On Sunday, the 31-year-old Czech man was reportedly arrested by Croatian border police for attempting to reach the territory of his country situated on the disputed area between Croatia and Serbia. He was trying to enter the three-square-mile Liberland on foot when he was detained and then transferred to a jail in the eastern Croatian town of Beli Manastir.
"The president feels that there is a great degree of support from the Croatian police and judiciary and sees the arrest as a means for starting the talks with the Croatian side about opening a border crossing between Croatia and Liberland. Liberland has also got legal representation for the negotiations in Croatian jurisdiction."
After his release, Jedlicka told BIRN that he hoped that Croatia and Serbia would officially recognize the self-proclaimed nation.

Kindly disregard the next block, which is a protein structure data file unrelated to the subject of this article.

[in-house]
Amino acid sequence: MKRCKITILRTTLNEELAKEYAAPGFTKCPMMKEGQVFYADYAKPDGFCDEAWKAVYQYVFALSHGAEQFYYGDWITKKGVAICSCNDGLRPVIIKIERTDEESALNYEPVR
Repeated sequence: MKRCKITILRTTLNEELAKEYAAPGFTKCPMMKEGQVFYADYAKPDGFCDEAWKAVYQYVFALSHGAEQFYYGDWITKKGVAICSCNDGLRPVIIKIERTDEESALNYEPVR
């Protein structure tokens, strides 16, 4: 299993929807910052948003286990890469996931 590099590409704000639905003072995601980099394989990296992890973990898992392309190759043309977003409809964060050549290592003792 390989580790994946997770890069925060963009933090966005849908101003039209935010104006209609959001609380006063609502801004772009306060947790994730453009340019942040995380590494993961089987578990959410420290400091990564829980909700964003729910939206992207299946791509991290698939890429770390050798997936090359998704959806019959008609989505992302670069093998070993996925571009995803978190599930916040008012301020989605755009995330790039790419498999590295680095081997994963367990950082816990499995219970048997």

"I think we can push for recognition, since our position is so strong," he said, adding that the citizens of Liberland have diplomatic ties in many states and would lobby for recognition of the tiny nation around the world.
Liberland is a parcel of woodland on the Danube River. It was proclaimed in early April by a group of people from the Czech Republic, Switzerland, Denmark and other countries as an attempt to create a tax haven.
In late April, Jedlicka told Sputnik that the Liberlanders were seeking to create a nation with minimum state regulations and complete religious tolerance, a place of freedom and prosperity.
On Saturday, the self-proclaimed leader of Liberland met with eight ambassadors and with personnel of the Ministry of Foreign Affairs in Zagreb.
"The people involved in the meetings disclosed to him that Liberland has quite a chance of success if it is based on the love and freedom ideas that it purports to be," Liberland's Facebook page said.